Share prices of ContextLogic (WISH 2.76%), which owns the e-commerce platform Wish, plunged to an all-time low on Aug. 13 after it posted ugly second-quarter numbers that missed analysts' estimates.

Wish's revenue fell 6% year over year to $656 million, missing estimates by $67 million and marking its first quarter of declining sales since its IPO last December. Its net loss widened from $11 million to $111 million, or $0.18 per share, which also missed estimates by four cents a share.

A shopper makes a purchase on a smartphone at home.

Image source: Getty Images.

Wish's monthly active users (MAUs) declined 22% year over year to 90 million during the quarter, its quarterly active buyers tumbled 44% to 17 million, and its active buyers over the last 12 months dropped 26% to 52 million. On a sequential basis, global installations of Wish's app dropped 13% as the average time spent on its platform fell 15%.

Like many other e-commerce companies, Wish struggled with tougher year-over-year comparisons as more businesses reopened -- but it also admitted its own logistics challenges and quality control issues reduced its user retention rates. As Wish's top-line growth decelerated, higher logistics expenses and ad prices weighed down its bottom line.

Wish's stock now trades at less than a third of its IPO price of $24 a share, but it remains a hot topic and battleground stock for the bulls and bears. Let's see why everyone is still talking about Wish, and whether or not there's any hope left for this battered stock, which trades at just 1.5 times this year's sales.

Can Wish address its biggest shortcomings?

Wish's platform sells discount products to buyers in more than 100 countries. Most of its merchants are located in China, so it takes a long time to receive deliveries and process returns. Wish has also struggled with complaints about low-quality and counterfeit products.

During Wish's latest conference call, CEO Peter Szulczewski said shipping issues were no longer the top source of customer complaints. But Szulczewski also admitted the costly expansion of its own logistics network failed to boost its overall customer retention rates, and that quality control issues with products had replaced shipping problems as the top source of customer complaints. 

Szulczewski said Wish needed to look beyond logistics and "improve other areas of our business, starting with product quality." Wish plans to address its quality control issues by "prioritizing products and merchants that receive positive ratings and feedback" and implementing a new revenue-sharing model that "incentivizes" merchants to sell higher quality products and ship their orders faster.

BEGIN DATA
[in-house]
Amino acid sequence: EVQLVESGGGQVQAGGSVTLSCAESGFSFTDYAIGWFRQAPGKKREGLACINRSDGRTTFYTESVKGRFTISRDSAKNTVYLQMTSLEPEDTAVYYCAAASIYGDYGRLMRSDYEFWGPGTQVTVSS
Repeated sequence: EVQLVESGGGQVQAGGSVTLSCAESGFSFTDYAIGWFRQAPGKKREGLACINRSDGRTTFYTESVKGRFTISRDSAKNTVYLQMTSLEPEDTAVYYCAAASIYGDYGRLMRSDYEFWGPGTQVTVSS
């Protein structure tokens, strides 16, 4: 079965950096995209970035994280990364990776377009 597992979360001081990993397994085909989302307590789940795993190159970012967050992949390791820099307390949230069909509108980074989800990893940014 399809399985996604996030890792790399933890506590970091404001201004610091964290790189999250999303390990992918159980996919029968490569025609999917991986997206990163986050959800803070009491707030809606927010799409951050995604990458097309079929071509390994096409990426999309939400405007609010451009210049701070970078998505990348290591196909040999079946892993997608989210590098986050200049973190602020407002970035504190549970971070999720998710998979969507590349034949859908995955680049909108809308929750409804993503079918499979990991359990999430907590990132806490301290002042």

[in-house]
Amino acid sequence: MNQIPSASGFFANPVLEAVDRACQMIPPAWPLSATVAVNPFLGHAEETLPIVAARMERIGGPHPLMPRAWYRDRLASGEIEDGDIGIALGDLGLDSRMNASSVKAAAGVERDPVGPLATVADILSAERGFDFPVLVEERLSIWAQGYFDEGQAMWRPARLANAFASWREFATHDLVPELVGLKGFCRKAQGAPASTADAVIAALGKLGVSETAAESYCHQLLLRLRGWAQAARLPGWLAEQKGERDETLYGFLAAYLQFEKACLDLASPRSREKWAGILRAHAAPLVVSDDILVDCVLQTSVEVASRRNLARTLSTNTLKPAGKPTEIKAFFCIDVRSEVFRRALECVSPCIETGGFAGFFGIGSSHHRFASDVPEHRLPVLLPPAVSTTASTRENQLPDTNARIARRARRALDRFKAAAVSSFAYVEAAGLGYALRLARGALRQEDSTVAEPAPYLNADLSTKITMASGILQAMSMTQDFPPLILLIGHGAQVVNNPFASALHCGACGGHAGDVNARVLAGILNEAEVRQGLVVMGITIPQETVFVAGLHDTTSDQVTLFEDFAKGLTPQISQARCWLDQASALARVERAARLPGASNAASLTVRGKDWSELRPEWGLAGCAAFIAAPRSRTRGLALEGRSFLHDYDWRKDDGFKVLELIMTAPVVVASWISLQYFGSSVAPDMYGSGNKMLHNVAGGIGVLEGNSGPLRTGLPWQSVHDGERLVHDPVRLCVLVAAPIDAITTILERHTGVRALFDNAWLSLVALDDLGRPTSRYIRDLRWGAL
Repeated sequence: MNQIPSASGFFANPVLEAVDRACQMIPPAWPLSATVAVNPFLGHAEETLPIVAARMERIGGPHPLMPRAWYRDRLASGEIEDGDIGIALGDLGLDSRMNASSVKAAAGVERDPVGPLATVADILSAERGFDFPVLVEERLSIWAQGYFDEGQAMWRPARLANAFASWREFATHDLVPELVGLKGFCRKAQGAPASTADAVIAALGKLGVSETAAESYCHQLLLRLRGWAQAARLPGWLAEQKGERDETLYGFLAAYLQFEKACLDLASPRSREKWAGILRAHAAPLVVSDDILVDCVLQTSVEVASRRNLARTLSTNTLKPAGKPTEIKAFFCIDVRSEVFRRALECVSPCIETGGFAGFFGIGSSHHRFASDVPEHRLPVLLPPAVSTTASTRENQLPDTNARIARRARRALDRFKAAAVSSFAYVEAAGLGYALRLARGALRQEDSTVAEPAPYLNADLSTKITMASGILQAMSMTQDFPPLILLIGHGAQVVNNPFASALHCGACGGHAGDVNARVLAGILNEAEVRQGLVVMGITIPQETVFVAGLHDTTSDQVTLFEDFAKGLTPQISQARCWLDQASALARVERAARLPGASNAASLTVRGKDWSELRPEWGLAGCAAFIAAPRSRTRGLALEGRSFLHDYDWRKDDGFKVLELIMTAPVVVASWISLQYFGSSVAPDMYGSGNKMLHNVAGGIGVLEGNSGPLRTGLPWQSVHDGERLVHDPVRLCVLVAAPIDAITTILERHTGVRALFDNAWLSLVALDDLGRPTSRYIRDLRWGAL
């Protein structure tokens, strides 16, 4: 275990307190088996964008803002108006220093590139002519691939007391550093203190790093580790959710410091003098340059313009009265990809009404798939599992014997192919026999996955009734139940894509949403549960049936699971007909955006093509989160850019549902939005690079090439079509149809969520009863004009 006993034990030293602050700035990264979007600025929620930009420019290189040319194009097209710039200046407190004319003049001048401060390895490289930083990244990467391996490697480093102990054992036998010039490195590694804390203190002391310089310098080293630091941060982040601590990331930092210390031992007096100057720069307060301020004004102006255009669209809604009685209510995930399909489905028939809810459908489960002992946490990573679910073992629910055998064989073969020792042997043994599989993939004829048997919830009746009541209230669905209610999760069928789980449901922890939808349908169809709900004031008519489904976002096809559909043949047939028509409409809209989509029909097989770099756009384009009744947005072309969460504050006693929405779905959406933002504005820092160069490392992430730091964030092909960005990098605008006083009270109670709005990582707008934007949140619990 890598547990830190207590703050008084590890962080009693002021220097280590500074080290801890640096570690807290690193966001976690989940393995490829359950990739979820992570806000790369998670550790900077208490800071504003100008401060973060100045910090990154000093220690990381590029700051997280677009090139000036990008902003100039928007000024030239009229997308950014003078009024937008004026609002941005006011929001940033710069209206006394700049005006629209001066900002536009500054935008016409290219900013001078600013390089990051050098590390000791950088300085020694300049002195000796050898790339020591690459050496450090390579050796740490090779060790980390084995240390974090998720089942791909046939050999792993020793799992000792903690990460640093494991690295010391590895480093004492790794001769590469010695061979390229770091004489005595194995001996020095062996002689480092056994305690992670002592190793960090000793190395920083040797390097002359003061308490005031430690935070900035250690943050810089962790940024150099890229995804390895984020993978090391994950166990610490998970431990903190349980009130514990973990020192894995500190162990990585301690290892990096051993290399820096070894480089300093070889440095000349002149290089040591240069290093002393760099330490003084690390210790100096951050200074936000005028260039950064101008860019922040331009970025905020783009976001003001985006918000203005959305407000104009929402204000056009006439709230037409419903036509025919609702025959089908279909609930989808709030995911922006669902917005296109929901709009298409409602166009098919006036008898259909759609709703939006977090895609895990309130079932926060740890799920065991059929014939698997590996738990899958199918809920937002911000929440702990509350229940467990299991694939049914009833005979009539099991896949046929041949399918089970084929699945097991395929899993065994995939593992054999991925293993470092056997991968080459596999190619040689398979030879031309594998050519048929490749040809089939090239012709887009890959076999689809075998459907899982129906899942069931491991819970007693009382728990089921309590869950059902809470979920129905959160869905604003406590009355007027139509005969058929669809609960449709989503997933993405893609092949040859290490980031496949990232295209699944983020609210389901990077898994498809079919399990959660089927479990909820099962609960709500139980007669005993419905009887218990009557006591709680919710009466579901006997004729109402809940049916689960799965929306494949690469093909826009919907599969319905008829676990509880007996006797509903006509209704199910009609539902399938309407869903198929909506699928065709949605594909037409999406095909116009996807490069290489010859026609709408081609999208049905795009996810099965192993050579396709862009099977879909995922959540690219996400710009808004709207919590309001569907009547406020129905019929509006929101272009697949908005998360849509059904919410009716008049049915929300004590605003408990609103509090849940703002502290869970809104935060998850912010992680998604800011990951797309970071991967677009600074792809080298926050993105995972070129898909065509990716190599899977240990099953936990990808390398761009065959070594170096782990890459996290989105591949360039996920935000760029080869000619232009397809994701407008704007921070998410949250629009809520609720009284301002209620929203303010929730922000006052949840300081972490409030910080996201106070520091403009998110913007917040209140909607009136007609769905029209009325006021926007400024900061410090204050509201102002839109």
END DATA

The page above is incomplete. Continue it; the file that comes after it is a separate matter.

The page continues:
In other words, investors should expect steeper losses as Wish supports its sellers with subsidies, expands its logistics network, and grapples with rising mobile ad costs. Most of Wish's shoppers use Android devices, but Apple's recent crackdown on targeted ads on iOS is causing advertisers to bid higher prices for Android-based ads. That shift is squeezing Wish's marketing budget, reducing the efficiency of its ads, and forcing it to rethink its digital ad campaigns.

Don't expect a turnaround anytime soon

Wish plans to reduce its marketing expenses to free up more cash to expand its logistics network and quality control initiatives. However, it expects that lower ad spending to throttle its MAU and revenue growth in the third quarter. Wish's MAUs already declined 9% monthly from June to July, so its third-quarter numbers will likely represent an ugly continuation of this ongoing slowdown:

Growth (YOY)

FY 2019

FY 2020

Q1 2021

Q2 2021











Source: ContextLogic. FY = Fiscal year. MAUs = Monthly active users. YOY = Year over year.

Wish didn't provide any guidance, but its second-quarter miss indicates it will struggle to meet analysts' expectations for 24% sales growth this year.

On an adjusted EBITDA basis, Wish posted a net loss of $67 million, compared to a profit of $16 million a year ago. It expects its adjusted EBITDA to improve sequentially by the fourth quarter, but that promise could be tough to keep as it struggles with a loss of shoppers, lower engagement rates, and rising costs.

Wish also doesn't have much of a moat against similar cross-border platforms like Alibaba's (BABA 1.64%) AliExpress, which enables its Chinese merchants to ship products to overseas buyers. It's also exposed to the unresolved U.S.-China trade war and tariffs on Chinese imports.

The bears are right about Wish

Wish grew slower than Amazon (AMZN 0.22%) throughout the pandemic last year, and it's facing year-over-year declines as Amazon merely faces decelerating (but positive) growth in a post-pandemic market.

Wish initially garnered lots of attention with its aggressive discounts, but its ongoing slowdown exposes its biggest flaws. Its turnaround plans are wobbly, and it readily admits that shipping and quality control issues -- which are both deeply rooted in its dependence on China -- are hurting its business.

It's already been tough for e-commerce leaders like Amazon and Etsy to impress investors in this reopening-oriented market, so it still doesn't make any sense to buy a struggling underdog like Wish.